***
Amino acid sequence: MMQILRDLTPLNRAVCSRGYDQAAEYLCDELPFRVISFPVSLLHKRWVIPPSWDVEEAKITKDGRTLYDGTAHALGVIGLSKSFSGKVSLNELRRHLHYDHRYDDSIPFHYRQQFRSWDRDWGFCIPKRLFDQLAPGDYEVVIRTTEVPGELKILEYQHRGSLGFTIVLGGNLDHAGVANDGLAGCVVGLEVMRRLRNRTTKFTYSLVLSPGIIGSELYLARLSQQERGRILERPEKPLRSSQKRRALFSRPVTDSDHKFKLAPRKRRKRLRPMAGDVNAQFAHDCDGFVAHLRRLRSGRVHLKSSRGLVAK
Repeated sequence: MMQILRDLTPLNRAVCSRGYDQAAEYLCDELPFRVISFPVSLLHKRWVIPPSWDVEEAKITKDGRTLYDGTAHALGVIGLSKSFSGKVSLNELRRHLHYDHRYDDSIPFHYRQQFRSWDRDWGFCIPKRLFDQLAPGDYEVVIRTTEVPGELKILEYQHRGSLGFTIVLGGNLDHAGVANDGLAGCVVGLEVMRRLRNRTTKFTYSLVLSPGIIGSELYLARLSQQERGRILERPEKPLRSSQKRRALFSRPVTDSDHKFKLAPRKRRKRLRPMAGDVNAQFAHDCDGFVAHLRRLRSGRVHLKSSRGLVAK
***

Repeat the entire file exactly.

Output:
Amino acid sequence: MMQILRDLTPLNRAVCSRGYDQAAEYLCDELPFRVISFPVSLLHKRWVIPPSWDVEEAKITKDGRTLYDGTAHALGVIGLSKSFSGKVSLNELRRHLHYDHRYDDSIPFHYRQQFRSWDRDWGFCIPKRLFDQLAPGDYEVVIRTTEVPGELKILEYQHRGSLGFTIVLGGNLDHAGVANDGLAGCVVGLEVMRRLRNRTTKFTYSLVLSPGIIGSELYLARLSQQERGRILERPEKPLRSSQKRRALFSRPVTDSDHKFKLAPRKRRKRLRPMAGDVNAQFAHDCDGFVAHLRRLRSGRVHLKSSRGLVAK
Repeated sequence: MMQILRDLTPLNRAVCSRGYDQAAEYLCDELPFRVISFPVSLLHKRWVIPPSWDVEEAKITKDGRTLYDGTAHALGVIGLSKSFSGKVSLNELRRHLHYDHRYDDSIPFHYRQQFRSWDRDWGFCIPKRLFDQLAPGDYEVVIRTTEVPGELKILEYQHRGSLGFTIVLGGNLDHAGVANDGLAGCVVGLEVMRRLRNRTTKFTYSLVLSPGIIGSELYLARLSQQERGRILERPEKPLRSSQKRRALFSRPVTDSDHKFKLAPRKRRKRLRPMAGDVNAQFAHDCDGFVAHLRRLRSGRVHLKSSRGLVAK